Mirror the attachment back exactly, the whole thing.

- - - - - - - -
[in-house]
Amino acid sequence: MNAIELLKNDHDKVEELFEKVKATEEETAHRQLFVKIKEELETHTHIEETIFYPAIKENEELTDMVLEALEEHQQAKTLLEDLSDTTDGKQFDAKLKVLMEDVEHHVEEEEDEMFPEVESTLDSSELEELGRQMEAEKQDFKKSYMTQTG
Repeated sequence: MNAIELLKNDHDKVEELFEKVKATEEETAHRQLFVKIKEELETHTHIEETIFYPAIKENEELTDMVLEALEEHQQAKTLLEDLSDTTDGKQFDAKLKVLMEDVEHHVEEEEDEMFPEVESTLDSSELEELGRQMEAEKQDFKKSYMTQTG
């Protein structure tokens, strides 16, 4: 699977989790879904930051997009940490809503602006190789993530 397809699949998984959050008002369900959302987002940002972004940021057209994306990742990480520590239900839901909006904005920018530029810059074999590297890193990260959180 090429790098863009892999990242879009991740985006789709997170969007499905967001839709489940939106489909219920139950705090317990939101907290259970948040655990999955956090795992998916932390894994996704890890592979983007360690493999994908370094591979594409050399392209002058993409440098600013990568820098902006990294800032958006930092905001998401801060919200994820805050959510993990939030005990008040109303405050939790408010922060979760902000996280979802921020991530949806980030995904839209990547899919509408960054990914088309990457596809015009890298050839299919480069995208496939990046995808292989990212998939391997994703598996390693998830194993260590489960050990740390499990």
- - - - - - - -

[in-house]
Amino acid sequence: MNAIELLKNDHDKVEELFEKVKATEEETAHRQLFVKIKEELETHTHIEETIFYPAIKENEELTDMVLEALEEHQQAKTLLEDLSDTTDGKQFDAKLKVLMEDVEHHVEEEEDEMFPEVESTLDSSELEELGRQMEAEKQDFKKSYMTQTG
Repeated sequence: MNAIELLKNDHDKVEELFEKVKATEEETAHRQLFVKIKEELETHTHIEETIFYPAIKENEELTDMVLEALEEHQQAKTLLEDLSDTTDGKQFDAKLKVLMEDVEHHVEEEEDEMFPEVESTLDSSELEELGRQMEAEKQDFKKSYMTQTG
């Protein structure tokens, strides 16, 4: 699977989790879904930051997009940490809503602006190789993530 397809699949998984959050008002369900959302987002940002972004940021057209994306990742990480520590239900839901909006904005920018530029810059074999590297890193990260959180 090429790098863009892999990242879009991740985006789709997170969007499905967001839709489940939106489909219920139950705090317990939101907290259970948040655990999955956090795992998916932390894994996704890890592979983007360690493999994908370094591979594409050399392209002058993409440098600013990568820098902006990294800032958006930092905001998401801060919200994820805050959510993990939030005990008040109303405050939790408010922060979760902000996280979802921020991530949806980030995904839209990547899919509408960054990914088309990457596809015009890298050839299919480069995208496939990046995808292989990212998939391997994703598996390693998830194993260590489960050990740390499990």